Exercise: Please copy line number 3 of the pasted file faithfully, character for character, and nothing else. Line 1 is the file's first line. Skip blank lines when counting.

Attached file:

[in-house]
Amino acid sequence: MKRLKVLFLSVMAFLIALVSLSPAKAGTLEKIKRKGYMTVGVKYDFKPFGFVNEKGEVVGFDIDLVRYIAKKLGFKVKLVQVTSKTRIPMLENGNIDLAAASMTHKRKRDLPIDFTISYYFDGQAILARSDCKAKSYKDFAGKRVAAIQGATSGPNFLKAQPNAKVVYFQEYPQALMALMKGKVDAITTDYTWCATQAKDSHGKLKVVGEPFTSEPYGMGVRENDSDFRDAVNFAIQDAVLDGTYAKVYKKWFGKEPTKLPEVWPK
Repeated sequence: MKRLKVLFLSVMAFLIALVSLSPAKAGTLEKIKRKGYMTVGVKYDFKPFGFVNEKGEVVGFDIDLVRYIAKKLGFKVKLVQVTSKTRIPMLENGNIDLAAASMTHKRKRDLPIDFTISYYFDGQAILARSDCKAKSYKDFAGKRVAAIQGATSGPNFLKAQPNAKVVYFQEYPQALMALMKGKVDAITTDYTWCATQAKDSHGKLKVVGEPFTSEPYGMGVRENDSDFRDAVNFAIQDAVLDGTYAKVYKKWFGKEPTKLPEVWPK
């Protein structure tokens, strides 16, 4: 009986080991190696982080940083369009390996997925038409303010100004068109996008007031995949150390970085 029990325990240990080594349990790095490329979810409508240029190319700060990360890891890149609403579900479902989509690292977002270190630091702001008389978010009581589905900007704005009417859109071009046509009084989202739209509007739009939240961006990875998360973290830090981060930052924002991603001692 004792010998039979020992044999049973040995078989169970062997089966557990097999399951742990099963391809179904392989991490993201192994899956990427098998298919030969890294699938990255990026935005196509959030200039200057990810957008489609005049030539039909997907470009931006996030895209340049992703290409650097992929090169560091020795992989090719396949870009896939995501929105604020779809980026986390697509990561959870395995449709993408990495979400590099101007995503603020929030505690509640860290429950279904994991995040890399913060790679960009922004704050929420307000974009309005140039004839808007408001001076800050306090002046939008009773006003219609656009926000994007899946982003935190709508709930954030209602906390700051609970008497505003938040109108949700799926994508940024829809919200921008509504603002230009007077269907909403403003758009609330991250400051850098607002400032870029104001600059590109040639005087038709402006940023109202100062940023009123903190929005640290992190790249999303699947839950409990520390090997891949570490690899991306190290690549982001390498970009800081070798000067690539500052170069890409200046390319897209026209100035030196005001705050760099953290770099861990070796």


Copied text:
Repeated sequence: MKRLKVLFLSVMAFLIALVSLSPAKAGTLEKIKRKGYMTVGVKYDFKPFGFVNEKGEVVGFDIDLVRYIAKKLGFKVKLVQVTSKTRIPMLENGNIDLAAASMTHKRKRDLPIDFTISYYFDGQAILARSDCKAKSYKDFAGKRVAAIQGATSGPNFLKAQPNAKVVYFQEYPQALMALMKGKVDAITTDYTWCATQAKDSHGKLKVVGEPFTSEPYGMGVRENDSDFRDAVNFAIQDAVLDGTYAKVYKKWFGKEPTKLPEVWPK